EDSV publishes place paper on the regulation on digital companies and the regulation on digital markets
On February 10, 2021, the European Data Protection Supervisor (“EDPS”) published two opinions on the European Commission’s proposals for a Digital Services Act (“DSA”) and a Digital Markets Act (“DMA”). The proposed DSA and DMA are part of a series of actions announced in the European Data Strategy 2020 and have two main objectives: (1) to create a more secure digital space that protects the fundamental rights of all users of digital services, and (2) Creating a level playing field to promote innovation, growth and competitiveness in the European single market and worldwide.
The DSA introduces new rules and responsibilities for providers of online intermediation services (including hosting services, online platforms and network infrastructure). Among other things, the DSA stipulates:
- Improved transparency requirements for online advertising for online platforms;
- The obligation to put in place notification and action mechanisms to combat illegal online content;
- New obligations on business user traceability on online marketplaces to combat the sale of illegal goods;
- Specific rules for very large online platforms designed to prevent the spread of illegal content and damage to society;
- Requirements for protective measures that must be made available to users, e.g. B. the ability to question decisions about content moderation on platforms;
- A framework for data from key platforms to be made available to researchers for audit and risk assessment purposes; and
- An obligation for online intermediaries based outside the EU to appoint a legal representative.
EU Member States will play an important role in overseeing the DSA and will need to appoint a digital services coordinator who will be responsible for compliance with the DSA. In terms of enforcement, the DSA is imposing fines of up to 6% of the global sales of online intermediary service providers.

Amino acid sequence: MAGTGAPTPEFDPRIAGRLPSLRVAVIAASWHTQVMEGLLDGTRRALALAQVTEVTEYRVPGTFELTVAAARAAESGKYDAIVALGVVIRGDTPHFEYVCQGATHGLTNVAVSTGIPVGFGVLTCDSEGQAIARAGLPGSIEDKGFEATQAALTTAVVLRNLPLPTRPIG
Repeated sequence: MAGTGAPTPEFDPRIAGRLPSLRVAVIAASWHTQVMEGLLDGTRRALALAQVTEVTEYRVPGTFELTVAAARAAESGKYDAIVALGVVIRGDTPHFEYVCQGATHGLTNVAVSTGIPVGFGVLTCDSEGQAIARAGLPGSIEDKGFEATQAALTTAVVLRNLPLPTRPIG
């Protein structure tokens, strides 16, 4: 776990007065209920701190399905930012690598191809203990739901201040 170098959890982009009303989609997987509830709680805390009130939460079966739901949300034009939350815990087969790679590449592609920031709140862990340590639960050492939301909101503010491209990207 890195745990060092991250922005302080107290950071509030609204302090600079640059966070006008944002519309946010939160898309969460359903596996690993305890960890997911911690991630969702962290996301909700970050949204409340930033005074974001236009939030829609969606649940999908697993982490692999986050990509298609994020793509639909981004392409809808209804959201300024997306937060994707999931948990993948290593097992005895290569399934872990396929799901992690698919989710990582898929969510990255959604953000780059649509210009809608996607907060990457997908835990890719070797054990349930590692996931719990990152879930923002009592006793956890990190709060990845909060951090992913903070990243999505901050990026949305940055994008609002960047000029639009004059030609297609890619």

The EDPS Opinion on the DSA
The EDPS welcomes the DSA proposal but recommends additional measures to better protect individuals, in particular with regard to content moderation, online targeting and recommendation systems used by online platforms (including social media and marketplaces).
The main recommendations of the EDPS include:
- The moderation of content must be in accordance with the law and the creation of profiles for the purpose of moderation of content should be prohibited, unless the online service provider can demonstrate that it is absolutely necessary to address the systemic risks explicitly stated in the DSA . The EDPS also urges the legislator to further specify the information that needs to be made available to individuals, especially when automated means are used to moderate content.
- Taking into account the number of risks associated with online targeted advertising, the EDPS urges the legislator to lay down additional rules that go beyond transparency, including (1) the gradual introduction of a ban on targeted online advertising extensive tracking and restrictions on the types of data that can be processed for this purpose; (2) the types of data or criteria that may be used to serve or target ads; and (3) the types of data that may be shared with advertisers or third parties to enable or enable targeted advertising.
- Recommendation systems (I.“fully or partially automated system[s] Used by an online platform to propose specific information to the recipients of the service in its online interface, including as a result of a search initiated by the recipient or otherwise to determine the relative order or level of awareness of the information displayed. This shouldn’t be the case by default based on profiling. The EDPS also recommends clearly informing online users about the use of a recommendation system and implementing user controls that allow individuals to conveniently choose between the available options (e.g. to delete profiles that are used to curate displayed content) .